Blandy and Altman to *both* replace Tomlin

2/21/2012: Not what was expected:

Dear colleagues,

I am pleased to announce that two highly respected University of Oregon faculty members have been selected to oversee the institution’s extensive academic affairs portfolio.  Doug Blandy has been appointed senior vice provost for academic affairs, and Barbara Altman will serve as vice provost for academic affairs on a half-time basis.  Both roles are two-year, renewable positions.

The Office of Academic Affairs is responsible for a broad range of the UO’s academic appointments, programs and initiatives including all faculty personnel matters, curriculum coordination and assessment and program review.  Promotion and tenure as well as the non-tenure track faculty are also important parts of the portfolio.  In addition, the office oversees a variety of reporting units including the Museum of Natural and Cultural History, Academic Extension, the Labor Education and Resource Center and the Morse Center for Law and Politics.

Given the breadth of this portfolio and the complementary strengths Barbara and Doug each bring to these positions, the University of Oregon will be extremely well served by these two appointments.

Doug has extensive administrative experience at the University of Oregon.  He is currently director of the Arts and Administration Program and a faculty member in the UO’s School of Architecture and Allied Arts (AAA).  He is also associate dean for academic affairs for AAA.  In 2005, he served as acting dean for the school.

Doug has made significant contributions to the university through service on a variety of committees including the UO Senate, Senate Budget Committee, Faculty Personnel Committee and the Center on Diversity and Community.

Doug has said that his priorities as senior vice provost will be to “encourage dialogue and collaboration; reinforce vision, risk taking and creativity; and promote excellence among faculty and staff colleagues.”

Barbara is director of the Oregon Humanities Center and a professor of French in the Romance Languages Department.  Her half-time appointment in academic affairs will allow Barbara to continue as the Oregon Humanities Center director, a post she has held since 2008.

Barbara is the recipient of several teaching awards including the University of Oregon’s Ersted Teaching Award in 1997 and the Thomas E. Herman Teaching award in 2011.  She also served as department head of the Romance Languages Department from 2005 to 2008 and was recently elected to the executive council of the Modern Language Association.  Barbara has contributed to the University of Oregon through service on committees such as the Faculty Advisory Council, the International Affairs Advisory Council, University Senate, the Senate Budget Committee and the Women’s Studies Committee.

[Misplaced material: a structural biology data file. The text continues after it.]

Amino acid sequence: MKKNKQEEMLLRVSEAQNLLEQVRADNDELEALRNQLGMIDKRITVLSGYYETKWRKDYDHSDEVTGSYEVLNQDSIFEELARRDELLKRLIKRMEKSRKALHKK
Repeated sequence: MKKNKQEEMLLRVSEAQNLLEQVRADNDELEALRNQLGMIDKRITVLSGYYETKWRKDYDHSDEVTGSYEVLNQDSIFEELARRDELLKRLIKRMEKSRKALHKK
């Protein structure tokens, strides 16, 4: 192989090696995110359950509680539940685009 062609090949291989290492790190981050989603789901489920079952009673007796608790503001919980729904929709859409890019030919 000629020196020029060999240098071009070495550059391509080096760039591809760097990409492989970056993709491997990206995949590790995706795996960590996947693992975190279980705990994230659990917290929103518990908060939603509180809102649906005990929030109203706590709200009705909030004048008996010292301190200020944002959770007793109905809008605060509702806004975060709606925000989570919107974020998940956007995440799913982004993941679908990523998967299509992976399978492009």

Barbara has said, “The position is a great opportunity to provide leadership in this time of change and transition.  I look forward to assisting in the coordination of the broad sweep of programs, schools, interests and agendas of the Office of Academic Affairs.  I strongly support the well being of the UO faculty and the integrity of our academic programs.”

Doug will transition into his new role on a half-time basis from March 15 to June 15.  He will work along side Russ Tomlin who will retire as senior vice provost in June.  After that point, Doug will assume the senior vice provost position full-time.  Barbara will start her half-time appointment as vice provost for academic affairs on July 1.

Please join me in congratulating Doug and Barbara as they begin new chapters in their service to the University of Oregon.

Lorraine Davis
Acting Senior Vice President and Provost

I wonder what sort of retirement gig they will find for Tomlin.

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13 Responses to Blandy and Altman to *both* replace Tomlin

  1. Anonymous says:

    Dog doesn’t care

    how many FTE are needed in the SVP position. The issue is: will functionality
    increase or will it just be more of the same with different people to talk too.

    On P&T – we are close to 100% there already, why would anything change?